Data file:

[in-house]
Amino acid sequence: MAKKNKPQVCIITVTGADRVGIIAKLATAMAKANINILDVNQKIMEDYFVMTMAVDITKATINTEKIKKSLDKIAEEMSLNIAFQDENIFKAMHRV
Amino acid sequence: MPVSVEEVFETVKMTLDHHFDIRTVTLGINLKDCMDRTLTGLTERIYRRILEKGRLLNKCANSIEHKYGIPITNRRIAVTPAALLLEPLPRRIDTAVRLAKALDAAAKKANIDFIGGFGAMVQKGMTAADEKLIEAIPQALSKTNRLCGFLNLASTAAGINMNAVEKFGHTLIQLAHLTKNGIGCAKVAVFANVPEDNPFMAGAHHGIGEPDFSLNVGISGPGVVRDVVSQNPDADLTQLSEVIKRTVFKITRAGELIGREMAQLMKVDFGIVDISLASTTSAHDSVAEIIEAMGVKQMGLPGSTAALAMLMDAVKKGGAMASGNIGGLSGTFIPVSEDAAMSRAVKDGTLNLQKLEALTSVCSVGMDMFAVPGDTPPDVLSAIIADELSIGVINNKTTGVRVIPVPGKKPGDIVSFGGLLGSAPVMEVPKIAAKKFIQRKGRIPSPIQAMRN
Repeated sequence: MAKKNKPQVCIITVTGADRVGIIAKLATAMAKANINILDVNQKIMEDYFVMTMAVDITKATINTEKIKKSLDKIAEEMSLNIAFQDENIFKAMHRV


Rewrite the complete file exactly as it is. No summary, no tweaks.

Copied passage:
[in-house]
Amino acid sequence: MAKKNKPQVCIITVTGADRVGIIAKLATAMAKANINILDVNQKIMEDYFVMTMAVDITKATINTEKIKKSLDKIAEEMSLNIAFQDENIFKAMHRV
Amino acid sequence: MPVSVEEVFETVKMTLDHHFDIRTVTLGINLKDCMDRTLTGLTERIYRRILEKGRLLNKCANSIEHKYGIPITNRRIAVTPAALLLEPLPRRIDTAVRLAKALDAAAKKANIDFIGGFGAMVQKGMTAADEKLIEAIPQALSKTNRLCGFLNLASTAAGINMNAVEKFGHTLIQLAHLTKNGIGCAKVAVFANVPEDNPFMAGAHHGIGEPDFSLNVGISGPGVVRDVVSQNPDADLTQLSEVIKRTVFKITRAGELIGREMAQLMKVDFGIVDISLASTTSAHDSVAEIIEAMGVKQMGLPGSTAALAMLMDAVKKGGAMASGNIGGLSGTFIPVSEDAAMSRAVKDGTLNLQKLEALTSVCSVGMDMFAVPGDTPPDVLSAIIADELSIGVINNKTTGVRVIPVPGKKPGDIVSFGGLLGSAPVMEVPKIAAKKFIQRKGRIPSPIQAMRN
Repeated sequence: MAKKNKPQVCIITVTGADRVGIIAKLATAMAKANINILDVNQKIMEDYFVMTMAVDITKATINTEKIKKSLDKIAEEMSLNIAFQDENIFKAMHRV